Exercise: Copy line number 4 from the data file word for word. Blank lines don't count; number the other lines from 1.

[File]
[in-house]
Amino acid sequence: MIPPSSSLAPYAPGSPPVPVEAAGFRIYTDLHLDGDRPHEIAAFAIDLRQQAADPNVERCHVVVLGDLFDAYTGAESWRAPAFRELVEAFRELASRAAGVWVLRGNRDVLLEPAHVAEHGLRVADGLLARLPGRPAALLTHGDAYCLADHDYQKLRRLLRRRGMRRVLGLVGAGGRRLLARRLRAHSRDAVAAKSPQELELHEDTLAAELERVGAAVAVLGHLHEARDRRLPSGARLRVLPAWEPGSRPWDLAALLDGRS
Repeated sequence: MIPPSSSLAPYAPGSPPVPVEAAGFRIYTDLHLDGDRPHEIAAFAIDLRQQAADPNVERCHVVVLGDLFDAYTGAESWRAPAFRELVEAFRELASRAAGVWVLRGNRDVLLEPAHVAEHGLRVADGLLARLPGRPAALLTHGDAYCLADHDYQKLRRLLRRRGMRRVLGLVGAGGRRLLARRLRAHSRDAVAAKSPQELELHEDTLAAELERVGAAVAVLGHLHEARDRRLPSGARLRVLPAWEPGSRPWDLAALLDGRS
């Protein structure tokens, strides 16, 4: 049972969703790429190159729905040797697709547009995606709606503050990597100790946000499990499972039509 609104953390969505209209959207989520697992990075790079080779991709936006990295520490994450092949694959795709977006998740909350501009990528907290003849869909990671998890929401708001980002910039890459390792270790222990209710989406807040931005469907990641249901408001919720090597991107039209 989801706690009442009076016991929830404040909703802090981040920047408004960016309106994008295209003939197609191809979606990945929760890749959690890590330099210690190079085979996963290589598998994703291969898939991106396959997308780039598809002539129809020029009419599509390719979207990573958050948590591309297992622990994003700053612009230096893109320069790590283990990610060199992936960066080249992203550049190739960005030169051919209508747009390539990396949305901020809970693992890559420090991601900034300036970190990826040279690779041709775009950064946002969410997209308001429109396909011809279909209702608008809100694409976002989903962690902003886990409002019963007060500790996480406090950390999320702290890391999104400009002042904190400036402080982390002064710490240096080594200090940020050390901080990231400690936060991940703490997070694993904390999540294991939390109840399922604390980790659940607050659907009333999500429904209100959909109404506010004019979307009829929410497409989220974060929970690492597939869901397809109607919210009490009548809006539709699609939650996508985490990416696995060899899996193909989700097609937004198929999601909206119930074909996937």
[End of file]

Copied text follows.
């Protein structure tokens, strides 16, 4: 049972969703790429190159729905040797697709547009995606709606503050990597100790946000499990499972039509 609104953390969505209209959207989520697992990075790079080779991709936006990295520490994450092949694959795709977006998740909350501009990528907290003849869909990671998890929401708001980002910039890459390792270790222990209710989406807040931005469907990641249901408001919720090597991107039209 989801706690009442009076016991929830404040909703802090981040920047408004960016309106994008295209003939197609191809979606990945929760890749959690890590330099210690190079085979996963290589598998994703291969898939991106396959997308780039598809002539129809020029009419599509390719979207990573958050948590591309297992622990994003700053612009230096893109320069790590283990990610060199992936960066080249992203550049190739960005030169051919209508747009390539990396949305901020809970693992890559420090991601900034300036970190990826040279690779041709775009950064946002969410997209308001429109396909011809279909209702608008809100694409976002989903962690902003886990409002019963007060500790996480406090950390999320702290890391999104400009002042904190400036402080982390002064710490240096080594200090940020050390901080990231400690936060991940703490997070694993904390999540294991939390109840399922604390980790659940607050659907009333999500429904209100959909109404506010004019979307009829929410497409989220974060929970690492597939869901397809109607919210009490009548809006539709699609939650996508985490990416696995060899899996193909989700097609937004198929999601909206119930074909996937």